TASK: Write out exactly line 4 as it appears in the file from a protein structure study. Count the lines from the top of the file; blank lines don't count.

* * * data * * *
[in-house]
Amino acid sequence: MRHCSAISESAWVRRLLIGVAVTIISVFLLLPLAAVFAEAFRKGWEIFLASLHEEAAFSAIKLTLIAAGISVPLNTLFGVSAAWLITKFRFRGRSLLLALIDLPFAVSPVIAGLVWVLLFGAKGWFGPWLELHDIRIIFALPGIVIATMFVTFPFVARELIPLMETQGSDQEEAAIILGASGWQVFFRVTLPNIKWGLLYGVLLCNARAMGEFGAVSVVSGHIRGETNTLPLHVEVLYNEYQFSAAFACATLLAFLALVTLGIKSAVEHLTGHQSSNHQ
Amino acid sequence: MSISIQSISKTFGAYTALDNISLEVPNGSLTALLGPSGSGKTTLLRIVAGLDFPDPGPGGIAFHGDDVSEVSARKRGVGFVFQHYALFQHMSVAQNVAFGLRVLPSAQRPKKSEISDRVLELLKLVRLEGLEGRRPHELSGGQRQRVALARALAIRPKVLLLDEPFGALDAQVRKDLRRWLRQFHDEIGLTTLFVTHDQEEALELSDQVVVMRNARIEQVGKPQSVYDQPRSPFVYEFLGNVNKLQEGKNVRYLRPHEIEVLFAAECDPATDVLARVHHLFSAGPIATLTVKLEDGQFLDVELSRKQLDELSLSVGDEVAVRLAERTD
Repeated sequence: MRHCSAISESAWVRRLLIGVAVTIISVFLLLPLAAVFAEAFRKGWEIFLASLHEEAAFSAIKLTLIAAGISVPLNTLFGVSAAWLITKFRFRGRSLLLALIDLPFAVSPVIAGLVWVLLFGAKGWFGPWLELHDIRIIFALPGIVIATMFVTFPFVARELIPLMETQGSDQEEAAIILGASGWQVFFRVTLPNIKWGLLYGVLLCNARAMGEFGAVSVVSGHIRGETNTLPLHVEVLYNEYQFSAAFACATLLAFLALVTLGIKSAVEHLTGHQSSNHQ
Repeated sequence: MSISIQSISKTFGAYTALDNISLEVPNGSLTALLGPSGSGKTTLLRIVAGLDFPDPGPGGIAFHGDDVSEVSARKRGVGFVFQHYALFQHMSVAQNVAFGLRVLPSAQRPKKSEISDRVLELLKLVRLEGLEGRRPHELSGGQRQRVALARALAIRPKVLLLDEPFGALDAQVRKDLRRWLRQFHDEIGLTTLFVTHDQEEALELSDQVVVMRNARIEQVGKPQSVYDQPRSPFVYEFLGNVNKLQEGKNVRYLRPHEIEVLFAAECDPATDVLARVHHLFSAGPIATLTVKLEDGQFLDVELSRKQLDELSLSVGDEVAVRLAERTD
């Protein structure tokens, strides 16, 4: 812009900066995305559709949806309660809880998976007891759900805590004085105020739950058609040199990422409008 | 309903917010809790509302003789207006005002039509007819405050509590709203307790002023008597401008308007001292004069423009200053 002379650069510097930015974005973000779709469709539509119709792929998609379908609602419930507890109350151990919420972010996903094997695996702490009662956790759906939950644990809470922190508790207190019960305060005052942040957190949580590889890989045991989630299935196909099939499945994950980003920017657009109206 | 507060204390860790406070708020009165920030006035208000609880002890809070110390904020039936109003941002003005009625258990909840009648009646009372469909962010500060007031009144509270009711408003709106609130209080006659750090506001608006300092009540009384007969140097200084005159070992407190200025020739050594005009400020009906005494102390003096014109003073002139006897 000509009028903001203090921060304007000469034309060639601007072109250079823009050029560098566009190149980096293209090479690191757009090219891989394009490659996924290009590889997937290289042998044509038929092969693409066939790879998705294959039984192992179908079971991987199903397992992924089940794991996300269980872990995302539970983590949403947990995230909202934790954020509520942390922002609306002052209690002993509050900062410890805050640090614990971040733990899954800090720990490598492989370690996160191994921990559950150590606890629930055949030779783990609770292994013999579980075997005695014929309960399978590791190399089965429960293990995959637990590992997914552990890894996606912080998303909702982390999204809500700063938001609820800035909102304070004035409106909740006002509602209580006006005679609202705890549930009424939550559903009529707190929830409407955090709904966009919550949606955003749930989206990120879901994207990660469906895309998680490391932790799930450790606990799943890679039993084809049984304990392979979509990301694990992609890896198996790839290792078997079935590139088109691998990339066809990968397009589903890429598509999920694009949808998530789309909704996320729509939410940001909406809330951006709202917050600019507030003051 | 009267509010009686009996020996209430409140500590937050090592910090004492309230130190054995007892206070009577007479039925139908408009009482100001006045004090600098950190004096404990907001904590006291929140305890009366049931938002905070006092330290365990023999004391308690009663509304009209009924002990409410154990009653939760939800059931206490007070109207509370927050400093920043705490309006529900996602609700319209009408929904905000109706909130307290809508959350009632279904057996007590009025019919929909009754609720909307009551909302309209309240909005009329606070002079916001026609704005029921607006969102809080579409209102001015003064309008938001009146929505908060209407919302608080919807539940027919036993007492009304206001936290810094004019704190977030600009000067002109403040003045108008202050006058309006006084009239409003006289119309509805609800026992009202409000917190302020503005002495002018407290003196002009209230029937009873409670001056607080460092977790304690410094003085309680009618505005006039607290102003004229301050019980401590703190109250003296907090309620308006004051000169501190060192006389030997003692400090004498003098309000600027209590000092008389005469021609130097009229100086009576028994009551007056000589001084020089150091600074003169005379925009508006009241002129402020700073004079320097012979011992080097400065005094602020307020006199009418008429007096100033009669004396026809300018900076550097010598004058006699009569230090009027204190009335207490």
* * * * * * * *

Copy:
Repeated sequence: MRHCSAISESAWVRRLLIGVAVTIISVFLLLPLAAVFAEAFRKGWEIFLASLHEEAAFSAIKLTLIAAGISVPLNTLFGVSAAWLITKFRFRGRSLLLALIDLPFAVSPVIAGLVWVLLFGAKGWFGPWLELHDIRIIFALPGIVIATMFVTFPFVARELIPLMETQGSDQEEAAIILGASGWQVFFRVTLPNIKWGLLYGVLLCNARAMGEFGAVSVVSGHIRGETNTLPLHVEVLYNEYQFSAAFACATLLAFLALVTLGIKSAVEHLTGHQSSNHQ